With overwhelming evidence that oral health and total health are connected – the mouth is part of the systemic whole – it’s important to understand how food affects your teeth & gums. Food is not just sustenance, not just fuel and certainly not just a diversion. Food nurtures and heals, so the type of food you eat affects your health and well-being.
Fill your diet with fresh produce, nuts and seeds, legumes, lean meats and whole grains. Avoid foods with artificial preservatives, artificial sweeteners, food coloring, high fructose corn syrup, refined sugar, refined flour and partially hydrogenated oils. Here is a list of 10 foods that will benefit not only your mouth, but the rest of you as well:
Kiwi. Most fruits contain Vitamin C, which is vital for the health of your gum tissue.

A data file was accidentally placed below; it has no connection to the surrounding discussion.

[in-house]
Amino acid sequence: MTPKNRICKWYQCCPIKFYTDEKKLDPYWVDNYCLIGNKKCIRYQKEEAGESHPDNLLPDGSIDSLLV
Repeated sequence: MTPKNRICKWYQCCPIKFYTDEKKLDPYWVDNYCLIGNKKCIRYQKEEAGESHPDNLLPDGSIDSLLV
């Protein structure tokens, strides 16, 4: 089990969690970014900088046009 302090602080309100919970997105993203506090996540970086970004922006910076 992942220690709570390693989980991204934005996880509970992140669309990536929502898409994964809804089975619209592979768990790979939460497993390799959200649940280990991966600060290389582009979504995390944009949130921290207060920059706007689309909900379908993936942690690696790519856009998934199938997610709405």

Cheese. High in phosphate and calcium, cheese helps balance the pH in the mouth, killing bacteria and preserving tooth enamel, while preventing cavities and gum disease.
Celery. Chewing celery produces saliva, neutralizing the bacteria that causes cavities.
Green tea. Green tea contains catechins that kill the bacteria leading to plaque while preventing gum disease and cavities, while preventing bad breath.
Sesame seeds. High in calcium, these seeds help slough off plaque while helping build tooth enamel.
Onions. Onions have powerful antibacterial sulfur compounds, making them terrific for oral health.
Shiitake mushrooms. These mushrooms contain lentinan, a natural plaque preventer.
Raisins. Sweet and tasty, raisins contain phytochemicals that prevents cavities and gum disease.
Sweet potatoes. Sweet potatoes have high amounts of Vitamin A, which is essential for tooth enamel formation and promotes healing of gum tissue.
Water. Water is effective at swishing away stuck particles and residue from teeth while stimulating saliva production.
For more information about teeth-friendly foods, call Dr. Schneider in Mooresville, NC at 704-660-1802 or visit www.schneidersmiles.com.
Dr. Schneider proudly serve patients from Mooresville and all surrounding areas.